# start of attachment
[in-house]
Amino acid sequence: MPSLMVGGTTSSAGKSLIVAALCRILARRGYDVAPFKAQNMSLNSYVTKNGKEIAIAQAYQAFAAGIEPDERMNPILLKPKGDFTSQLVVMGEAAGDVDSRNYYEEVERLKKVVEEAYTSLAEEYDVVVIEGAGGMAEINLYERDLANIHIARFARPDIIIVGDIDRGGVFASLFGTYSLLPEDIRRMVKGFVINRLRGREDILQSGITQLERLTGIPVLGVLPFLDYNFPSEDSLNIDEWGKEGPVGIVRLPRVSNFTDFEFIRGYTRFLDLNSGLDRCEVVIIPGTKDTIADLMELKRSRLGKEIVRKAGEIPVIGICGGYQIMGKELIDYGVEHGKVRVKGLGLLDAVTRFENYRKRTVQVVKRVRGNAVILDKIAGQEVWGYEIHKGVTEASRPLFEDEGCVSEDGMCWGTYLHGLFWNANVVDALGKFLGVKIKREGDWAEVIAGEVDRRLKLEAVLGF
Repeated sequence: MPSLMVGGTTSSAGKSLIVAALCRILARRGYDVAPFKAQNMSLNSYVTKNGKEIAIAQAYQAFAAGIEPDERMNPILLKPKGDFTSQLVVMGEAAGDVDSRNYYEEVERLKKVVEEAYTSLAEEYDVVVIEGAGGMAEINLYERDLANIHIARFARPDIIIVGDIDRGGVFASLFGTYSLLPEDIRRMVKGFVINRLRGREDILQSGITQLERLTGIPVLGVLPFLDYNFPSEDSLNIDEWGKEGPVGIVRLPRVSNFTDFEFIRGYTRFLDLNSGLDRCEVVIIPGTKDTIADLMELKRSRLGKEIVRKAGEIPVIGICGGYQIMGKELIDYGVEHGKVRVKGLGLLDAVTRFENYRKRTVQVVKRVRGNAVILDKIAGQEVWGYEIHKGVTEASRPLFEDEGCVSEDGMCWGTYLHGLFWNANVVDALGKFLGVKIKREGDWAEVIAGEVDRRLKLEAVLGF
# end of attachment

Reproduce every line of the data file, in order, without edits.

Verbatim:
[in-house]
Amino acid sequence: MPSLMVGGTTSSAGKSLIVAALCRILARRGYDVAPFKAQNMSLNSYVTKNGKEIAIAQAYQAFAAGIEPDERMNPILLKPKGDFTSQLVVMGEAAGDVDSRNYYEEVERLKKVVEEAYTSLAEEYDVVVIEGAGGMAEINLYERDLANIHIARFARPDIIIVGDIDRGGVFASLFGTYSLLPEDIRRMVKGFVINRLRGREDILQSGITQLERLTGIPVLGVLPFLDYNFPSEDSLNIDEWGKEGPVGIVRLPRVSNFTDFEFIRGYTRFLDLNSGLDRCEVVIIPGTKDTIADLMELKRSRLGKEIVRKAGEIPVIGICGGYQIMGKELIDYGVEHGKVRVKGLGLLDAVTRFENYRKRTVQVVKRVRGNAVILDKIAGQEVWGYEIHKGVTEASRPLFEDEGCVSEDGMCWGTYLHGLFWNANVVDALGKFLGVKIKREGDWAEVIAGEVDRRLKLEAVLGF
Repeated sequence: MPSLMVGGTTSSAGKSLIVAALCRILARRGYDVAPFKAQNMSLNSYVTKNGKEIAIAQAYQAFAAGIEPDERMNPILLKPKGDFTSQLVVMGEAAGDVDSRNYYEEVERLKKVVEEAYTSLAEEYDVVVIEGAGGMAEINLYERDLANIHIARFARPDIIIVGDIDRGGVFASLFGTYSLLPEDIRRMVKGFVINRLRGREDILQSGITQLERLTGIPVLGVLPFLDYNFPSEDSLNIDEWGKEGPVGIVRLPRVSNFTDFEFIRGYTRFLDLNSGLDRCEVVIIPGTKDTIADLMELKRSRLGKEIVRKAGEIPVIGICGGYQIMGKELIDYGVEHGKVRVKGLGLLDAVTRFENYRKRTVQVVKRVRGNAVILDKIAGQEVWGYEIHKGVTEASRPLFEDEGCVSEDGMCWGTYLHGLFWNANVVDALGKFLGVKIKREGDWAEVIAGEVDRRLKLEAVLGF